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We are excited to launch a new home on the web for Flux School of Human Movement! Check out our new website right here  (same URL as befor...

Thursday, May 28, 2009

obstacle course workout

See more pics on the website in the photo gallery. 

Wednesday, May 27, 2009

Classes for Friday, June 29 and Sat June 30

Friday classes from 4:30-7:30 will be canceled this week. 

Our Saturday morning class will take place at 2pm instead of 10am.  


Thursday, May 21, 2009

Sandbag workout

Sandbags weight - 25lbs, 50lbs, 80lbs

Buster Loves Army

Please don't send me back to army, Mother!

Our new sand bags. 



5 Rounds
5 muscle ups
200m sand bag run
5 thrusters 95/135

Wednesday, May 20, 2009

Additional Class

There will be a noon hour class this Friday, May 22.

Tuesday, May 19, 2009


Last week I briefly discussed Michael Pollan's "In Defense of Food," which begins with three simple rules to live by for a healthy life. "Eat Food. Not too Much. Mostly Plants." Pollan makes it very clear that the human animal is an omnivore. That is, the human animal enjoys food from a variety of sources, including meat. 

As far as diet, CrossFit's description of world class fitness in 100 words (and fitness is a continuum of health) looks a little different from Pollan's advice.  It begins with "Eat meat and vegetables, nuts and seeds, some fruit, little starch and no sugar."   It is too simplistic to consider this a debate between the health benefits of a vegetarian versus carnivorous diet, especially if we consider Pollan's first statement, "eat food."  Pollan has a very particular understanding of food. Food is not the same thing as an 'edible substance.'   Nor is food a novelty. In fact one of Pollan's recommendations is to stay away from any food-like substance that didn't exist over 100 years ago.  Hydrogenated vegetable oil did not exist 100 years ago; it is an invention produced in a lab. This same rule also applies to the myriad of food-like substances that are the result of hours of labouring in the science lab, for the purpose of selling on the market, a proprietary blend of 'ingredients' that best mimic the taste, smell and look of meat.  Fake meat is best described as a wolf in sheep's clothing.  It is filled with unrecognizable, impossible to pronounce, ingredients. But it is cloaked by an aura of health and wholeness.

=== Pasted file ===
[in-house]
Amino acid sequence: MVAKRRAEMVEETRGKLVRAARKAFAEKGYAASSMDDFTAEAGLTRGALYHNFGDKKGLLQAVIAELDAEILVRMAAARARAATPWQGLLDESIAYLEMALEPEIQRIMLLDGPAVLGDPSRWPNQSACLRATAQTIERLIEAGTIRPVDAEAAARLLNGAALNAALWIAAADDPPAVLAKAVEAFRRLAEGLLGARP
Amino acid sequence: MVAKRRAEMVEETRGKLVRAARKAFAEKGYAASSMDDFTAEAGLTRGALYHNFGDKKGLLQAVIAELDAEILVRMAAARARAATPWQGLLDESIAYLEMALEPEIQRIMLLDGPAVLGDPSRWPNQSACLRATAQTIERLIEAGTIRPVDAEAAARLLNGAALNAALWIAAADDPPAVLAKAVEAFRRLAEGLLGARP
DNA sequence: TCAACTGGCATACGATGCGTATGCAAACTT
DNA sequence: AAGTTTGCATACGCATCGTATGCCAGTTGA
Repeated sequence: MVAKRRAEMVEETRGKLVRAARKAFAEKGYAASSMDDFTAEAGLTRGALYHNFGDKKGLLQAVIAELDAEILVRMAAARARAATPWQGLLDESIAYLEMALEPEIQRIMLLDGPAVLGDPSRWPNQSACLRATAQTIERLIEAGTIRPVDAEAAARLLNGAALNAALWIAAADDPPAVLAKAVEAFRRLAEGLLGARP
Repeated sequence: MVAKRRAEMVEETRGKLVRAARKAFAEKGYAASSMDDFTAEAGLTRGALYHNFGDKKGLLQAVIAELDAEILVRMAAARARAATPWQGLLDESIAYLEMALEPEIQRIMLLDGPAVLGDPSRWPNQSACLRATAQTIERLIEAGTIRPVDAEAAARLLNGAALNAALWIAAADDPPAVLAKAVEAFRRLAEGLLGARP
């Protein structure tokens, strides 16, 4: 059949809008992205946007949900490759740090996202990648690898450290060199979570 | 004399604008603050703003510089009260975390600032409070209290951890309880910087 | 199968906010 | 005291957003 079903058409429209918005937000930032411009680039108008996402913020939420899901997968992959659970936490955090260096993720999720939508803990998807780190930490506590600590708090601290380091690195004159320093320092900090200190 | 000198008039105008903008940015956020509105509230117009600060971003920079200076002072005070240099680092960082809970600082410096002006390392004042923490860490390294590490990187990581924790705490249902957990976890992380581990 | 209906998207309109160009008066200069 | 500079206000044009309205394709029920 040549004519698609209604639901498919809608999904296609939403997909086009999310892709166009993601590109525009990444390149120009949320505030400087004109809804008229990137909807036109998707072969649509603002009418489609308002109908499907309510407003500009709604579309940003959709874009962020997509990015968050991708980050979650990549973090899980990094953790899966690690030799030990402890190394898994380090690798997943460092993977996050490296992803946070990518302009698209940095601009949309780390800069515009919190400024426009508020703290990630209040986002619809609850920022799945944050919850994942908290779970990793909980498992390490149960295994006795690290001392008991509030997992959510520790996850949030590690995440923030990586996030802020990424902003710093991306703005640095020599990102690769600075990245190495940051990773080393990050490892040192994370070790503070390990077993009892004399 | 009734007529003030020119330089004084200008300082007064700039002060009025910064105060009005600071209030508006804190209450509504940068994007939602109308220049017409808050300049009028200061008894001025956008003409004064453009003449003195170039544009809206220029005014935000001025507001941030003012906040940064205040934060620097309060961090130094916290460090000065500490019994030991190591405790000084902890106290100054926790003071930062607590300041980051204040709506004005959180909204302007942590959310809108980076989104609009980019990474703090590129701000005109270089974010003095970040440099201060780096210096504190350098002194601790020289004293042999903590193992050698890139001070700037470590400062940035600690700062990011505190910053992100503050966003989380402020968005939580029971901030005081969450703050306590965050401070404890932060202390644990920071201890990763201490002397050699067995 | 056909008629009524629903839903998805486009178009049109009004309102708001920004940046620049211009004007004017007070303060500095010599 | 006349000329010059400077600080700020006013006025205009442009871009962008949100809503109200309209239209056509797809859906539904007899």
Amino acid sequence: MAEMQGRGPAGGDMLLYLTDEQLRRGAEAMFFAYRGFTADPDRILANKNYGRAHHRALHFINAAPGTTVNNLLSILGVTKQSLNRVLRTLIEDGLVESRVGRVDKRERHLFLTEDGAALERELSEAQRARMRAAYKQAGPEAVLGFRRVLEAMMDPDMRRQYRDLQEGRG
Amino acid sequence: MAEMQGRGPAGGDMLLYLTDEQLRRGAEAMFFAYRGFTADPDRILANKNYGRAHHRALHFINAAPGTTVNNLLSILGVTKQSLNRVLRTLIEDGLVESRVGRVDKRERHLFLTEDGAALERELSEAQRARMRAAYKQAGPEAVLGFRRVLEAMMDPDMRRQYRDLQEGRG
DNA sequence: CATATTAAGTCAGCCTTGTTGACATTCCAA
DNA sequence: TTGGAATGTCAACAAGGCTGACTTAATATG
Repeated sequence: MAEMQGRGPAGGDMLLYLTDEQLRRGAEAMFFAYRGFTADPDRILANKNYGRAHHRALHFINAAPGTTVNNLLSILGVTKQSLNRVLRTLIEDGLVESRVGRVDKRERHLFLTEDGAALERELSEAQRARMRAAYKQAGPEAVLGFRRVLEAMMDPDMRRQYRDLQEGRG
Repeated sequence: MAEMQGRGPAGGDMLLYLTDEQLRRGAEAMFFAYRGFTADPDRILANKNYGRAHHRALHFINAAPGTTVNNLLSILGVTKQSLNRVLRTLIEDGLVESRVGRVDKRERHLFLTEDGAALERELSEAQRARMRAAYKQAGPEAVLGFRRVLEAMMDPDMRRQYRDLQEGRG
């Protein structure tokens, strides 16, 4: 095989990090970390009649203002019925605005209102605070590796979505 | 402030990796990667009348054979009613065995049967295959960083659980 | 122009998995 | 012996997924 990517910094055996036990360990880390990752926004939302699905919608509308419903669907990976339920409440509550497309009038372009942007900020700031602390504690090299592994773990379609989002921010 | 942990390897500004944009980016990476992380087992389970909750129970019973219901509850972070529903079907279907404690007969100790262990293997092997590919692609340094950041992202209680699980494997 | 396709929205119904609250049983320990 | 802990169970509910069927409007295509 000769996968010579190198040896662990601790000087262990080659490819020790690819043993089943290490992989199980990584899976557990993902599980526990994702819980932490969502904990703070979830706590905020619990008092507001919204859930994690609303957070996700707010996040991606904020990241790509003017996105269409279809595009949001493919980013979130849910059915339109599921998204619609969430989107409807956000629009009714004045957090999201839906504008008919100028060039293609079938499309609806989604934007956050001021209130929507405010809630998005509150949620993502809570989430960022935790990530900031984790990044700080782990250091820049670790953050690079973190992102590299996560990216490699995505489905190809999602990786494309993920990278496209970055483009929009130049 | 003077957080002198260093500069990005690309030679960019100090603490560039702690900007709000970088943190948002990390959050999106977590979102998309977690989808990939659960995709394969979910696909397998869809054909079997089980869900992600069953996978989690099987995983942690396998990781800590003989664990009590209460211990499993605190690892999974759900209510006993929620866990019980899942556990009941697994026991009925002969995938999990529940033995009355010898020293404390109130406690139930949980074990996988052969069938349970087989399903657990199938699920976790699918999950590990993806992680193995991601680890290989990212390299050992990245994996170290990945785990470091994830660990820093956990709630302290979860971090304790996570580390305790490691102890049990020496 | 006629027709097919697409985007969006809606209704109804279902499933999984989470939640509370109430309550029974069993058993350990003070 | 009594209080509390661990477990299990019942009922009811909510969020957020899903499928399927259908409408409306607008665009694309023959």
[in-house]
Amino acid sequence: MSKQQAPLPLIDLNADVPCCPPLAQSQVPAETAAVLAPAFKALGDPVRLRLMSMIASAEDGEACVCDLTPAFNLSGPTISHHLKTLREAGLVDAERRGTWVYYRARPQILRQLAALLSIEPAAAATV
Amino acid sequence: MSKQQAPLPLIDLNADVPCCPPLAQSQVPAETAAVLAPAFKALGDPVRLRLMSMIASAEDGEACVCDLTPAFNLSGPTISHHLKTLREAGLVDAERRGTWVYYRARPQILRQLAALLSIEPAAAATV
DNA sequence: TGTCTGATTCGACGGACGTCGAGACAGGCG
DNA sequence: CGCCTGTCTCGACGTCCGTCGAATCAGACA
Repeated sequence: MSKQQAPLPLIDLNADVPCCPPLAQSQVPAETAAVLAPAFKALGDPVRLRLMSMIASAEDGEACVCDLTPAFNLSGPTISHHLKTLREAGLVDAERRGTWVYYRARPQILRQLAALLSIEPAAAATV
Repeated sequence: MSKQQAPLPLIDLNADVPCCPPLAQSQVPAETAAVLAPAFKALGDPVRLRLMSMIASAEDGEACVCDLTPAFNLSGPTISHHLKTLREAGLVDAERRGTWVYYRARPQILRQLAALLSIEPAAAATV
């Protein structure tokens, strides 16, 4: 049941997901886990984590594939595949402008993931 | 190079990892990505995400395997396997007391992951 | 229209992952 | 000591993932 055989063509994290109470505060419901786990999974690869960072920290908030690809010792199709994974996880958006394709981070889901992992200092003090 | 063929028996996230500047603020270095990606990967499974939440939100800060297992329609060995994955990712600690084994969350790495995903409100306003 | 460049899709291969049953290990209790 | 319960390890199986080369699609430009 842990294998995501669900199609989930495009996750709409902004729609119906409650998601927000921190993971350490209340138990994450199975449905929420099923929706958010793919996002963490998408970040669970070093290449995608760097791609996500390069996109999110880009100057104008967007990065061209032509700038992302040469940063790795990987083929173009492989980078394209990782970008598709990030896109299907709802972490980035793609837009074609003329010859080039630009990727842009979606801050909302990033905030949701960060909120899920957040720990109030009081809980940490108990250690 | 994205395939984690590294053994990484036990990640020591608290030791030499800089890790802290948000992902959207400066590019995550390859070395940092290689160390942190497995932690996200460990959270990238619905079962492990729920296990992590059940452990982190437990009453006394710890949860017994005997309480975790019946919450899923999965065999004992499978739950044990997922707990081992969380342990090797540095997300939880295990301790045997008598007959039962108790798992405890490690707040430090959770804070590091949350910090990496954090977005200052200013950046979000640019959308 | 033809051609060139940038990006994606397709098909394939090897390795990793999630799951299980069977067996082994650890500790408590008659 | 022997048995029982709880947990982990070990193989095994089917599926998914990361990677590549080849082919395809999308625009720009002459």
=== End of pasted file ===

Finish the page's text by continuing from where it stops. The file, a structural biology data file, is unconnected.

Now, I am not recklessly advocating that eating meat is de facto a healthy choice.  Animal flesh has an entire history that preceeds its arrival on our plates. Commercial meat represents a small fraction of what Pollan refers to as the industrial food complex; a technocratic machine with countless interconnected branches. The meat of a  cow that is fattened as quickly as possible at a feed lot, injected with antibiotics, and shipped to a slaughterhouse is not the same meat as that of a cow raised on grass, and humanely killed. One thing is for certain: it is cheap and there is plenty of it. Or as Little Miss Higgin's puts it: "They just want more of what they don't really need." Perhaps North American's policy of cheap and plentiful food is a symptom of its egoism - this unarticulated belief that humans are masters of a separate ecology rather than in a symbiotic relationship with it. I am not even sure how I would articulate the concept of ecology but it is something that I am thinking about more and more. 


Thursday, May 14, 2009


I recently added to the website CrossFit's declaration of "World Class Fitness in 100 words." Fitness, and by extension, good health (physical and mental), begins with the food we eat. But we also have to consider the term 'food' itself and more generally, a culture's relationship to food.

I just finished reading Michael Pollan's In Defence of Food(2008). Pollan makes 3 simple statements: "Eat food. Not too much. Mostly plants" (1). That's it.

His book is a harsh indictment of both the science of nutrionism as well as the industrialization of food, both of which have contributed to a great paradox. As a nation, Canada has never been more obsessed with the science of food and yet perversely, Canadians have never been as unhealthy and under-nourished as they are now! Pollan argues that nutrionism, which he sees as an ideology, has radically altered the western world's relationship to food, and not for the better. Food is now a list of nutrients, often atomized and isolated from each other, and ripped out of any sort of context. Probably the most familiar example would be the margarine/butter trans fat debate. Nutrionists were also pivotal to the whole low fat, high carb diet. One example of the science of nutrionism in practice, and one that I find exceptionally insulting, is this constant demonization of fat. Go to a grocery store and check out the nutrients of yogurt, for instance. The sugar will be exorbitantly high (26g for a serving!) but it will have the meaningless and vague "health check" because it is low fat!

But what is so refreshing about Pollan's book is that he doesn't simply rely on the science of nutritionism to repudiate nutrionism, he questions North America's relationship to food itself: What we actually mean by food; the value we place on food; and the human animal's unique place in the ecology of food. He also isn't just simply criticizing 'science.' He admits the paradox of using science to critique science.


Wednesday, May 13, 2009


I am training for my Basic Barbell certification this weekend with Mark Rippetoe in Oakville, Ontario.

This means there are no afternoon classes on Friday and Saturday's am workout is also canceled.

Friday morning classes continue as usual from 6am-9am.

Classes resume as usual Monday, May 18.

Sorry about this! The good thing is that Jane and Charity are attending the Level 1 CrossFit certification in Edmonton at the end of the month. This means they will be coaching soon!!!


Sunday, May 3, 2009